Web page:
I finally got my shark dive video uploaded to Google Video. It just gets cooler every time I watch it, and it really makes me look forward to going diving again this summer. Rather than send you chasing across the blog, I’ll post it again here.
Thanks to the folks at Aqua Cat for giving me permission to post this vid.
I still sometimes can’t believe the number of sharks in the water coming after the chumsicle. It’s a really big file, over 200 megs, but it’s worth it for the quality. I realized going back and reading that first post, I didn’t really talk about the actual shark dive. It was something of a surreal experience.
The dive begins with all the divers in the water kneeling quietly on the sand. One of the boats’ dive masters brings in the chumsicle on about a 50 foot tether. The chumsicle its self is a variety of fish parts that are frozen in a 5 gallon bucket with an attachment for the line. A float on the other end to keep the bait suspended in the water and it’s ready to go. Our dive master had a shark-style dorsal fin attached to his tank, which I don’t recall seeing until I saw the video.
You can see from the still, the sharks follow the bait ball in. There are a lot of large grouper in the mix, as well as hundreds of smaller fish. Everybody knows there’s an easy meal in the offing.
Once the sharks start to hit the chumsicle, the divers can come up off the sand and interact with the sharks. You’ll see in the video how close we are to these top-level predators … but there’s lots easier food in the water. We were told in the pre-dive briefing that it can get a little dicey when the chumsicle is gone, but we didn’t experience any problems. The sharks pretty much dispersed after a big grouper got the last bite of fish parts.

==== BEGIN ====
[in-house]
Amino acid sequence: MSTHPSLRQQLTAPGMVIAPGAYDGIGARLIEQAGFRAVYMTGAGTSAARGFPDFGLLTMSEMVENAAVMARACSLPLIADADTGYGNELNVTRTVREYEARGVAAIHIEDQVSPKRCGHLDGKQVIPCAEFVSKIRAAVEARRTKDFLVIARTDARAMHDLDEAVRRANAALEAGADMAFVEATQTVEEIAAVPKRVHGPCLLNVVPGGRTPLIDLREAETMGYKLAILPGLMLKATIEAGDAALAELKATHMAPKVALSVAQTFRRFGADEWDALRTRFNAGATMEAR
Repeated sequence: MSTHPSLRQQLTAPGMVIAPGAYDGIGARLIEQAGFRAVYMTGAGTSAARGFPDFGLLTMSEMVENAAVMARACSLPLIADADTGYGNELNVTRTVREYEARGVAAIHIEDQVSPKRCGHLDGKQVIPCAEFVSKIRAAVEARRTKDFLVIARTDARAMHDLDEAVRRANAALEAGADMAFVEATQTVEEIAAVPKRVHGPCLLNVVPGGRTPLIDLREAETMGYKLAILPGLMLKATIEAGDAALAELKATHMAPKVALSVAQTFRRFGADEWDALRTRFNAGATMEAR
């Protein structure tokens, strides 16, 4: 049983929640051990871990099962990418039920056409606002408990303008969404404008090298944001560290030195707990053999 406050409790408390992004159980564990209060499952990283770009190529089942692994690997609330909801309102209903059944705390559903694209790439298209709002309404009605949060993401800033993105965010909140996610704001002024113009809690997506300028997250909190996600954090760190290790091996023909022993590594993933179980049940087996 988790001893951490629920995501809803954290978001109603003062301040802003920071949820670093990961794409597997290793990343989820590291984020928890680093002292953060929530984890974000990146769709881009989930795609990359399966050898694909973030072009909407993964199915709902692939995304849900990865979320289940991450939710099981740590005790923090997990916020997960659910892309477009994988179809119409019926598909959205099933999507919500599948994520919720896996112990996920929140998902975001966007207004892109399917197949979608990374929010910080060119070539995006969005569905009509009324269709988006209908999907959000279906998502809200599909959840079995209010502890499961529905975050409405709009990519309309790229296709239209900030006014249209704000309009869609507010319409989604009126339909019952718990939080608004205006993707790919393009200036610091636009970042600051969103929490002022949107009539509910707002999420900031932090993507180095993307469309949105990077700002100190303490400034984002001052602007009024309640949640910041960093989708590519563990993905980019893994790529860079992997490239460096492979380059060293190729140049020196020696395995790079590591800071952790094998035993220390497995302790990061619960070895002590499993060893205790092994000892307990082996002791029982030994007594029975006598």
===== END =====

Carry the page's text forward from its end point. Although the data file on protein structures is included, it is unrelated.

The sharks themselves are some of the most efficient swimmers you’ll ever see. Silent, graceful, and menacing. But we had an outstanding experience swimming with the sharks. I’d recommend it for any reasonably experienced diver that isn’t freaked out by being in close proximity to a top-level predator.
Some states in the US have banned shark diving, saying the animals become too dependent of humans for food, and become too complacent interacting with us. That could lead to complacency on the part of the divers, and that could be a problem. I can see that argument, but the sharks hunt. It’s what they do. They face a much greater threat from the extensive shark fishing going on in Asian countries, IMHO. There, sharks are caught, finned, and tossed back in the ocean to die … all for shark fin soup and manufacture of aphrodisiacs. I’d much rather they had the chance to hit a bait ball.
I didn’t ride tonight because it got late, it was Friday night, it’s spring break, the weather is nice, and there are a LOT of people making their way to our little beach. I’ll get up in the morning and crank out 18-20 miles before most of the spring breakers have shaken off enough of their hangovers to face the sunlight. It’ll be much safer then. Then, it’ll be off to the boatyard to finish up the live well project.
Andie’ll be being pushed in the MS walk tomorrow morning … by my sister. Her sprained knee is worse than I anticipated. She kind of brushed it off on the phone the past couple of days, so I don’t think I was quite ready for her to be quite so infirm as she is. But she took care of me when my knee was a problem, so it’s the least I can do to return the favor. But since she’ll be getting up early for the event in the morning, I’ll be getting up early as well, so I guess I’d better call it a night.
It’s a night.